Wesley So rules first Global Championship, bags P11.7 million

Roy Luarca
Wesley So rules first Global Championship, bags P11.7 million

CHAMP. Wesley So bounces back from a rough 2022 run.

Saint Louis Chess Club/Lennart Ootes

Filipino-born American chess star Wesley So downs India's Nihal Salin in six games to become the first-ever Global Champion in Toronto, Canada

MANILA, Philippines – So good, Wesley So.

Responding to Nihal Salin’s desperate attacks with precision, So prevailed in Game 6 and cut short their eight-game final tussle to become the inaugural winner of the Global Championship in Toronto, Canada, on Monday, November 7 (Tuesday, November 8, Manila time).

The Filipino-born So trounced the Indian sensation, 4.5-1.5, and bagged the $200,000 (P11.7 million) top purse in the $1.1-million event to compensate for some disappointing finishes in 2022, including losing his US national title, the Grand Chess Tour overall supremacy, and the Fischer Random world chess championship.

“Winning this one certainly [is big]. Just keep trying. I just finished a tournament, Reykjavik (Iceland) didn’t go well. I finished in sixth place,” said So, referring to last week’s Fischer Random won by fellow American Hikaru Nakamura, his victim in the semifinals. “It’s nice to win from time to time.”

And So, who also hoisted the elegant 24-karat championship trophy, did it in style.

The three-time US champion trounced Russian Dmitry Andreikin in the quarterfinals, then stunned the favored Nakamura in the semifinals, 5-3, before taming the 18-year-old Sarin, who gained confidence by besting Anish Giri via Armaggedon in the other semifinals tussle.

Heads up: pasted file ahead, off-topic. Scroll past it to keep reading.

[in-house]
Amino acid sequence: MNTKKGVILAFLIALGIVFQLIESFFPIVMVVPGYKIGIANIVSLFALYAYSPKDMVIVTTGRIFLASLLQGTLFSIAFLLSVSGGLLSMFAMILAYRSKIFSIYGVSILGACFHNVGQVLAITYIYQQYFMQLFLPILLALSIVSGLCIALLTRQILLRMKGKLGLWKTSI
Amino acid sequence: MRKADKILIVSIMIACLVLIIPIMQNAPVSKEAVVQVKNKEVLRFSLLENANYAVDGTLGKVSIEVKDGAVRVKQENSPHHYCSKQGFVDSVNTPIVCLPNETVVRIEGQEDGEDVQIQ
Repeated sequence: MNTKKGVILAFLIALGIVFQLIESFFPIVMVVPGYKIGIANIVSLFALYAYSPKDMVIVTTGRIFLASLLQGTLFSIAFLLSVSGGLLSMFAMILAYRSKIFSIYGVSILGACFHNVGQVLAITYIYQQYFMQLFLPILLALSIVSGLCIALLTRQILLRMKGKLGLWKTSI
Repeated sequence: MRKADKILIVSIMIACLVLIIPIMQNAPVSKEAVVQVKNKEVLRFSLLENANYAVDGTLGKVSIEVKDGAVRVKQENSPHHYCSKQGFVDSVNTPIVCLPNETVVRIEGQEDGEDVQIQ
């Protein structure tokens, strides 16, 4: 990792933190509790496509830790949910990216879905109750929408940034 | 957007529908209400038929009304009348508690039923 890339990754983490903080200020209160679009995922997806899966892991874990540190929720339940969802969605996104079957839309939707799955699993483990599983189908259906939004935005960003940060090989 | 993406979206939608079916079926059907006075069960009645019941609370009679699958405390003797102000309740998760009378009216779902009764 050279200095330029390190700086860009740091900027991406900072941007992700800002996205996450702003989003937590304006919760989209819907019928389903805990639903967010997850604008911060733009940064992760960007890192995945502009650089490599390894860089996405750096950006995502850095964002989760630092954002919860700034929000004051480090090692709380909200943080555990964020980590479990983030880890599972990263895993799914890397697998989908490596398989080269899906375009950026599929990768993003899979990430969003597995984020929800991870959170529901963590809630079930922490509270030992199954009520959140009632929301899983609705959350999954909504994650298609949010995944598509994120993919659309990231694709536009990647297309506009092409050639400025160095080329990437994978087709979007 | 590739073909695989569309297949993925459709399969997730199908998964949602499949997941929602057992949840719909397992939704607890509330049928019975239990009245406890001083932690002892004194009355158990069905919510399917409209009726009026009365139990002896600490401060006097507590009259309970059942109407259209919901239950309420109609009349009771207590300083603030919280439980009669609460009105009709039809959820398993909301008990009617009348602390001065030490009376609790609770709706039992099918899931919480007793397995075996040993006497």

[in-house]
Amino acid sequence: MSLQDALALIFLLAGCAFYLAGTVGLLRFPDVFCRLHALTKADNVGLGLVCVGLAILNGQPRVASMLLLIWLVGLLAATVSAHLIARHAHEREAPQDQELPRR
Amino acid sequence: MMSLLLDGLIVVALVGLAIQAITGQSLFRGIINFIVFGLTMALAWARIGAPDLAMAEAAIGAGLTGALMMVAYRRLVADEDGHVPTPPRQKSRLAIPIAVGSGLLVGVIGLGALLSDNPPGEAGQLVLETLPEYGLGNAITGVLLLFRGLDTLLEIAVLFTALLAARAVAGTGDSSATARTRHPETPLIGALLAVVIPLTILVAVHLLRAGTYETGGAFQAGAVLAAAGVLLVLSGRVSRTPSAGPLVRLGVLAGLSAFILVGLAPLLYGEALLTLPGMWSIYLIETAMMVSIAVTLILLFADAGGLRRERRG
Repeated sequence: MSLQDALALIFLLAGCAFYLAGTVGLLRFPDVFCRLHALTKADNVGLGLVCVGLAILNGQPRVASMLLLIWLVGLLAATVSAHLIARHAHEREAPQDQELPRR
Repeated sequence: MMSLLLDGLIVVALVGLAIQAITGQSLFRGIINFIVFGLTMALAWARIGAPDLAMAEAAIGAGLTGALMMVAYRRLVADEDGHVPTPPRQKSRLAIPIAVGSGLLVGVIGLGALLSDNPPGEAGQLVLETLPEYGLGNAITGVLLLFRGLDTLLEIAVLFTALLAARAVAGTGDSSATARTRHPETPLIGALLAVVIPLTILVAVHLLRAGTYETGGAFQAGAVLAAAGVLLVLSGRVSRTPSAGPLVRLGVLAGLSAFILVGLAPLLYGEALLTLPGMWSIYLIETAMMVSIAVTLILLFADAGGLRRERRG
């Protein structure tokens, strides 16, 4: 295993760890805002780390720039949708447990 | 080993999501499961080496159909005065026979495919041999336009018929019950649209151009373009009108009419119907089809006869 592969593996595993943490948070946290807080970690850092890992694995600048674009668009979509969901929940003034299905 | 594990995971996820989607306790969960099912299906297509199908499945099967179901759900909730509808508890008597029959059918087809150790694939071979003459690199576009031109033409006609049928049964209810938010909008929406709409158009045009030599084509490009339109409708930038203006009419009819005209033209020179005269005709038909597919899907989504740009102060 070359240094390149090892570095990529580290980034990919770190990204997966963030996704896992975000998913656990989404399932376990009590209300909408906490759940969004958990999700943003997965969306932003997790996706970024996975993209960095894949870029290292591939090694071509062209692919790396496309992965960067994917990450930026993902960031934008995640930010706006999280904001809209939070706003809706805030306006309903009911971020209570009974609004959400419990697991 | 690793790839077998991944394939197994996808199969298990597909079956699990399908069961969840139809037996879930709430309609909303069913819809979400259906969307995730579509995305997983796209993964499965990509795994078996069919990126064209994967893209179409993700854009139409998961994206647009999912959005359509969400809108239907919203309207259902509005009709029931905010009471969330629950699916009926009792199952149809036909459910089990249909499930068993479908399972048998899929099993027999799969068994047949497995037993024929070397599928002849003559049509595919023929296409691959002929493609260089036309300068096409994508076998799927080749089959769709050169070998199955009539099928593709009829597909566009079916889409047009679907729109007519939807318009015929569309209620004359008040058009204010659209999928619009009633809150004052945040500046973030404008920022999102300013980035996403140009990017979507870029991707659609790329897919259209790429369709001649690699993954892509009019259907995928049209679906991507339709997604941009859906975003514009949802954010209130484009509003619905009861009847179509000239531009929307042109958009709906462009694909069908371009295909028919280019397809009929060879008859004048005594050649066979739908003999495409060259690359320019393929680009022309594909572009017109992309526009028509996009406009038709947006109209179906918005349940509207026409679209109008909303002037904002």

Against So, however, Sarin failed to shine. Trailing 1-3 after the first set of four games on Sunday, November 6, Sarin settled for a draw with So in their Modern Defense fifth game on Monday.

Sarin went with the Indian Game: East Indian Defense in Game 6, but So was ready and showed his defensive wizardry near the end by using his king to foil the youngster’s attempts to break through.

In the end, both had a queen, but So was up by a bishop and was a pawn ahead when Sarin finally resigned.

En route to the eight-man finals of the Global Championship, So trounced Dennis Lazavik in the Round of 64, Vasyl Ivanchuk in the Round of 32, and compatriot Jeffery Xiong in the Round of 16.

Next up for So is the final event of the $1.6-million 2022 Meltwater Champions Chess Tour starting next Monday, November 14, in San Francisco, California.

There, So hopes to wield the same form in classical play. –

Add a comment

Sort by

There are no comments yet. Add your comment to start the conversation.